Those who believe they can find the church in the Old Testament usually begin it all the way back with Abraham—or even Adam. They view all the redeemed as one united people of God, and Israel as the Old Testament church (and the church as New Testament Israel). Obviously, this removes all the distinctions which we as dispensationalists—who draw our doctrine directly from the literal interpretation of Scripture—believe truly exist between Israel and the church, making each one utterly unique.

In fact, the New Testament calls the church a mystery, using that term three times in Ephesians 3:1–12, meaning it was not revealed prior to that time or in the Old Testament. Indeed, the church, which includes Jewish people and Gentiles on equal footing in one spiritual body (v. 6), was not a concept that Old Testament Israelites could have fathomed.

We will pick up there next time, also seeing that the church did not begin after Pentecost but, rather, exactly on the day of Pentecost, in fulfillment of Jesus’ own words.

About the Author

Paul Scharf

Paul is a Church Ministries Representative in Columbus, Wisconsin. You can support his ministry here.

Comments 6

  1. Thanks for sharing this, Paul! So grateful for your ongoing solid teaching on the truths of God’s precious Word!

  2. Paul, I thank God for FOI and others who view the Bible dispensationally. Will look forward to your next article, as I don’t see the church – the body of Christ – beginning at Pentecost, but at a later date with the apostle Paul because he was given the revelation of the body of Christ, Eph. 3:1-11, not Peter who claimed the Spirit’s coming with tongues etc was a fulfillment of prophecy, Acts 2:16, thus it wasn’t a mystery as Eph. 3 also points out.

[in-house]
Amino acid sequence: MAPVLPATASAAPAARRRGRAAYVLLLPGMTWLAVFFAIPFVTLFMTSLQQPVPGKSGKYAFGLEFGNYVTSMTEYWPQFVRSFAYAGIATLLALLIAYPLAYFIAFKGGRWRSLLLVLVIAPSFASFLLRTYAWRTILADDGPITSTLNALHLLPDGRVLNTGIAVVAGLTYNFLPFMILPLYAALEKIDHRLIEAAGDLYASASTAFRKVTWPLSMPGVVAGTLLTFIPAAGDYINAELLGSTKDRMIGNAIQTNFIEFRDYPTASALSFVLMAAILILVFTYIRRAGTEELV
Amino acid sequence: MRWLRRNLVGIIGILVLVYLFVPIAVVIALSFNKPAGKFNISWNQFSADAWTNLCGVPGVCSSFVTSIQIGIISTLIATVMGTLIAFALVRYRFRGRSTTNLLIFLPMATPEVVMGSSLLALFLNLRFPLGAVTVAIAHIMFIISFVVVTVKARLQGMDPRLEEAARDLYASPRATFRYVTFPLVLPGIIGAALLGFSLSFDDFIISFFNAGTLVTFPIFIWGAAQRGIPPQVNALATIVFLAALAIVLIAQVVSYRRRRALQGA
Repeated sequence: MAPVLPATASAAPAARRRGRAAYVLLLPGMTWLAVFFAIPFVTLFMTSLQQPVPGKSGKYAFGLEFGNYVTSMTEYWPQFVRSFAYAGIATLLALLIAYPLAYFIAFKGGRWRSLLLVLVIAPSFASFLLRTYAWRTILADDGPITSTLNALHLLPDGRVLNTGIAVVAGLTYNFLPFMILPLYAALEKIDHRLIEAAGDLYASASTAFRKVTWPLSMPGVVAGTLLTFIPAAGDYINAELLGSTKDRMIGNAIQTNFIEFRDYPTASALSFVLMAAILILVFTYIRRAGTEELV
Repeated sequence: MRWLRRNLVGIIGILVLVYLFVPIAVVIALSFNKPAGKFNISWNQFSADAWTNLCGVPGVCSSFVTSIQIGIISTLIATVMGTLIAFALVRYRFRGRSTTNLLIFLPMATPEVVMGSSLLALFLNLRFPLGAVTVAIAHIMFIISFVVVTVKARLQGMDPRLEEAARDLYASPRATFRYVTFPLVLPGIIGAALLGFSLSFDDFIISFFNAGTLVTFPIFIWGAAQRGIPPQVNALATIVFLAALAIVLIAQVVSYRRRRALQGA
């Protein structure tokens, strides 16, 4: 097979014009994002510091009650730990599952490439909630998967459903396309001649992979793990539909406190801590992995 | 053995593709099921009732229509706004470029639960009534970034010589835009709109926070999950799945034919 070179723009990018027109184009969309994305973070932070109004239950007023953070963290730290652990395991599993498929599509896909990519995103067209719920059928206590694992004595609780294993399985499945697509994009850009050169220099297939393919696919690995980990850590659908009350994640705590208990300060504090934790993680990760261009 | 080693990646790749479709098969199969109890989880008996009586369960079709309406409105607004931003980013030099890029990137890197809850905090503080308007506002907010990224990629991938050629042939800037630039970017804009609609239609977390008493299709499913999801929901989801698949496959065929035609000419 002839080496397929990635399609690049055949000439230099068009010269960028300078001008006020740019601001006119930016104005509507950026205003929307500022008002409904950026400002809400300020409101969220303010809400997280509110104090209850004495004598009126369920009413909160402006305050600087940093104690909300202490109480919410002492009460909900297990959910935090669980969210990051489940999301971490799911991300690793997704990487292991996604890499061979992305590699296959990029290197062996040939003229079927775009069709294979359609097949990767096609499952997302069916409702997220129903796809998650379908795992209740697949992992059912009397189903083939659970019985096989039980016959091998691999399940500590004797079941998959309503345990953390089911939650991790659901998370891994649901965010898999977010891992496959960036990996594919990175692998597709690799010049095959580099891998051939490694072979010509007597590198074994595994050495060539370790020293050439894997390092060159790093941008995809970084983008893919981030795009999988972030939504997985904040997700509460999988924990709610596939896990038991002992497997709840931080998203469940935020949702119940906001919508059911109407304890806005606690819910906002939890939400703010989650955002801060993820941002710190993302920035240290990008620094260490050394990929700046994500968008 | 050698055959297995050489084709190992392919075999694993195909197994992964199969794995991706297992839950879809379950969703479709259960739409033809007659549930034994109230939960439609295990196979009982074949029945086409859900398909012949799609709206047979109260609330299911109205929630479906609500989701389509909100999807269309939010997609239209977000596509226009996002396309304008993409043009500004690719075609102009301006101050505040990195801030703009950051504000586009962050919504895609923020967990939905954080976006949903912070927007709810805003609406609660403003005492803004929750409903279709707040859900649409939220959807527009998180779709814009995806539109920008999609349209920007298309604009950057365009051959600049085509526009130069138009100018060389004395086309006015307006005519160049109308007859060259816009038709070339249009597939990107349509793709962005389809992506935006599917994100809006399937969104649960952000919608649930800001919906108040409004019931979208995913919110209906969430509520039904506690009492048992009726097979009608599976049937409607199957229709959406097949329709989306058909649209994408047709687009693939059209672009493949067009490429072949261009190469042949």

3. Could Christians be confused by the verse, ““This is he, that was in the church in the wilderness with the angel which spake to him in the mount Sina, and with our fathers: who received the lively oracles to give unto us”? (Acts 7:38)

    Whilst I agree that the church age began on Pentecost, I believe that the door of salvation was not wide open to the Gentiles until God gave Peter the vision which is recorded in Acts 10,

    10And he became very hungry, and would have eaten: but while they made ready, he fell into a trance,

    11And saw heaven opened, and a certain vessel descending unto him, as it had been a great sheet knit at the four corners, and let down to the earth:

    12Wherein were all manner of fourfooted beasts of the earth, and wild beasts, and creeping things, and fowls of the air.

    13And there came a voice to him, Rise, Peter; kill, and eat.

    14But Peter said, Not so, Lord; for I have never eaten any thing that is common or unclean.

    15And the voice spake unto him again the second time, What God hath cleansed, that call not thou common.

    16This was done thrice: and the vessel was received up again into heaven…

    This was about seven years after Christ’s ascension to heaven. Of course, a proselyte here or there was converted prior to this time but the early church was comprised mainly of Jewish believers. The Ethiopian that Philip led to the LORD is an example of the proselyte:

    “…And he arose and went: and, behold, a man of Ethiopia, an eunuch of great authority under Candace queen of the Ethiopians, who had the charge of all her treasure, and had come to Jerusalem for to worship, was returning, and sitting in his chariot read Esaias the prophet…” (Acts 8)

    1. Thanks Lucille! I think that Acts 7:38 is speaking of “the congregation” (ESV) of Old Testament Israel. It is not intending to call Israel the New Testament church. And God certainly began to bring many Gentiles into the church in Acts 10, and I will cover that a little bit in Part 2. Thanks for reading!